A fragrant sweetmeat made from quince pulp, which you make in October and can keep till the following Spring.
|For 60 pieces:
- Peel and core the quinces, removing any damaged parts, and quarter (avoid small pieces). Take a large piece of muslin, folded in two if necessary, and put in it the seeds and peelings. Tie up with a knot and place in the pan. Add the fruit and cover with water (approx 1.8ltr). Cook covered 15-20 mins after it has come to the boil, checking that the fruit is cooked by plunging a fork into it.
- When the fruit is cooked, remove it from the pan with a slotted spoon and reserve the cooking liquid to make quince jelly the next day. Put the quinces through a mouli or fruit press and weigh (here 1.3kg). Weigh off ¾ of this weight in sugar (here 1kg).
- Put the sugar in the rinsed pan with 1/3rd of the volume of the sugar (here 30cl), then bring to 135°. This will take about 15 mins from boiling. When the syrup is ready, turn off the heat and incorporate the purée little by little, mixing with a spatula. Mix well and return to a medium heat. Bring back to the boil and cook for 10 mins over a low heat, stirring continuously to avoid the purée sticking. The purée will turn a pretty amber colour and begin to come away from the sides of the pan. Turn off the heat, add the vanilla and mix. The cheese is now ready.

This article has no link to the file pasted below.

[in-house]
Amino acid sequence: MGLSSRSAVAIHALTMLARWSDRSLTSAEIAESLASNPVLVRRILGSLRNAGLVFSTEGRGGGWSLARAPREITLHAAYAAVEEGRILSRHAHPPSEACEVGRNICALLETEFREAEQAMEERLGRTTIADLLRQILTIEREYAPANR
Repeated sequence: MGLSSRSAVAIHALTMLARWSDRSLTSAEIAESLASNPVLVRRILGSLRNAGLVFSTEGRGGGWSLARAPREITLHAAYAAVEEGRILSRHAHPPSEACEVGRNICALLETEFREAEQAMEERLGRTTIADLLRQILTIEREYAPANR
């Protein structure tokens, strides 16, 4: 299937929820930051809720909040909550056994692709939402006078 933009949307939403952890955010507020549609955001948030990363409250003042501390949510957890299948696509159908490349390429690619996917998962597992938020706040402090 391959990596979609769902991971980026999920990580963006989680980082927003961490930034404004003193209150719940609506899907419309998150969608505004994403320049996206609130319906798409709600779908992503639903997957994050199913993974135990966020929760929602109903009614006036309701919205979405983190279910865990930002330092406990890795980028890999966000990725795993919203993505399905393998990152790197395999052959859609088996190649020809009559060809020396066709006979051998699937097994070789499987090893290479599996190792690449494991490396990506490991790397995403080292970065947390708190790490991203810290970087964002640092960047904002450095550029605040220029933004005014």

- Turn the cheese into 1 or more large rectangular tins lined with baking parchment to a depth of 2cm. Smooth the surface with a spatula and leave to dry. The surface will form a crust. Cut into lozenges and store in a tin separated by a sheet of baking parchment. If you like, you can roll them in sugar before storing.
See Quince jelly recipe.